Prognostic value of Ki-67 index in primary intracranial tumors of infants


Child's Nervous System, vol.39, no.2, pp.369-377, 2023 (SCI-Expanded) identifier identifier identifier

  • Publication Type: Article / Article
  • Volume: 39 Issue: 2
  • Publication Date: 2023
  • Doi Number: 10.1007/s00381-022-05822-y
  • Journal Name: Child's Nervous System
  • Journal Indexes: Science Citation Index Expanded (SCI-EXPANDED), Scopus, Academic Search Premier, BIOSIS, EMBASE, MEDLINE
  • Page Numbers: pp.369-377
  • Keywords: Infants, Brain tumors, Ki-67, Prognostic factors
  • Istanbul Medipol University Affiliated: Yes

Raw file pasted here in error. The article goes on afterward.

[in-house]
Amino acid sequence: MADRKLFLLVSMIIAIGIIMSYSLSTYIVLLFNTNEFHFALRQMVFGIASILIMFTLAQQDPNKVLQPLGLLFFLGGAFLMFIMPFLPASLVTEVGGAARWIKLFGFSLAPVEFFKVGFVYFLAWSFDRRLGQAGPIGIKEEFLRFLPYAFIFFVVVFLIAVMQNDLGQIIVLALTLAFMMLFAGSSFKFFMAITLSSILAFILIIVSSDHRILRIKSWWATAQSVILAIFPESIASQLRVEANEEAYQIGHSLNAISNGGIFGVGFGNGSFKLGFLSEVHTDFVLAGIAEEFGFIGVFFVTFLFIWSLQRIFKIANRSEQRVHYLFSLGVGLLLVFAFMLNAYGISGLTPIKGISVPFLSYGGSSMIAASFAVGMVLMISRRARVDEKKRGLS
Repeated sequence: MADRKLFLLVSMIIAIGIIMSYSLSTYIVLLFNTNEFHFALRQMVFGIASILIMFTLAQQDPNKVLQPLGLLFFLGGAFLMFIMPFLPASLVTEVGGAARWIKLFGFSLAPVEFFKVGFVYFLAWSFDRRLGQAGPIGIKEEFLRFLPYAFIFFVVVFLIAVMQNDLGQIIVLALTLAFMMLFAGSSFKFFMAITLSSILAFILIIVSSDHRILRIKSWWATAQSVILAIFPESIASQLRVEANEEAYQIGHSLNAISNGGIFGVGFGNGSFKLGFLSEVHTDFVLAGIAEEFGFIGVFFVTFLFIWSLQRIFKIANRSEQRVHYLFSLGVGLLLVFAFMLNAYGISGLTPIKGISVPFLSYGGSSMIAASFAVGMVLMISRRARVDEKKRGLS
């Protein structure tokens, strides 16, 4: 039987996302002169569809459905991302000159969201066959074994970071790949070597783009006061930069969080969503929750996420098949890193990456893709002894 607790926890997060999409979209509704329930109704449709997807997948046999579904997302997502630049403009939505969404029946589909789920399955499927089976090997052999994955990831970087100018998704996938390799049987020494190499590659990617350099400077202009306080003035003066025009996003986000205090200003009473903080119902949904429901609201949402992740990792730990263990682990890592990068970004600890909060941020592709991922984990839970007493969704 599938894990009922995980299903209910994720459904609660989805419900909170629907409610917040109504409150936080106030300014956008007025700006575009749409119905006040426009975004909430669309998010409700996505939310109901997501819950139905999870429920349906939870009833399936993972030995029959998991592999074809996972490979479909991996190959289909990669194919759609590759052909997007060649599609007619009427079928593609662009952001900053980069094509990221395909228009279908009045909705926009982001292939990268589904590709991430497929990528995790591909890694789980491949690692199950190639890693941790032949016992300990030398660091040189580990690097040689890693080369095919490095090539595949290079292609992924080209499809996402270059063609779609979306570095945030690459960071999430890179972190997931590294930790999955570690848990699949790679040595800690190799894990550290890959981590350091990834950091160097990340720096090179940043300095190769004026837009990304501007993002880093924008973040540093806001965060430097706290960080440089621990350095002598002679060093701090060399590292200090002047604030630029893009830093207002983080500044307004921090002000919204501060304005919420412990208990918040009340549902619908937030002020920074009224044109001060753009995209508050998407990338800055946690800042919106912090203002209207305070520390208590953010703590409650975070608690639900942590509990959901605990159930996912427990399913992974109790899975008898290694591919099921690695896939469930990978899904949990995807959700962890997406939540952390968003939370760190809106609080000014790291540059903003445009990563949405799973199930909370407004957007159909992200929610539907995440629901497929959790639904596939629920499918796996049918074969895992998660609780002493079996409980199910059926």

Objective: Primary intracranial tumors are rare tumors in infants. They differ from those found in other pediatric age groups in terms of clinical presentation, histopathological diagnosis, adjuvant therapies, and outcome. Ki-67 index has also shown promising results as a prognostic factor in different types of intracranial tumors in children and adults. However, the importance and the best cutoff point of Ki-67 index in primary intracranial tumors of infants remains unclear. We aimed to analyze prognostic value of Ki-67 index in primary intracranial tumors of infants. Methods: This study retrospectively reviewed the records of 28 infants undergoing surgical resection for primary intracranial tumors between April 2016 and March 2021. We analyzed clinical characteristics, tumor location, extent of resection, histopathological diagnosis, Ki-67 index, and overall survival (OS). To define the most relevant cutoff value for Ki-67 index, “Cutoff Finder” was used. Results: The median age at diagnosis was 188 days for all patients. Fifteen of the patients were boys and 13 were girls. Tumors were located supratentorial in 13 patients and infratentorial in 15 patients. Gross total resection was performed in 7 of 13 supratentorial tumors and 9 of 15 infratentorial tumors. The mean Ki-67 index of the supratentorial tumors was 49.6%, the median was 55%; for infratentorial tumors, the mean was 49.9%, and the median was 70%. Tumor grade (p = 0.019) and Ki-67 index (p = 0.003) were found as significant predictors of OS in log-rank testing for Kaplan–Meier survival analysis. Univariate cox regression analysis identified high Ki-67 index as prognostic factor for worse OS, with hazard ratio of 8.852 (95% CI 1.95–64.80; p = 0.0108). High Ki-67 index was found as independent prognostic factor for worse OS in multivariate cox regression analysis (HR 7.036; 95% CI 1.229–65.82; p = 0.0457). Conclusion: High-grade and high Ki-67 index were associated with worse outcome. Ki-67 index did show a distinct prognostic value for OS within our cohort at a cutoff value of 72.5%.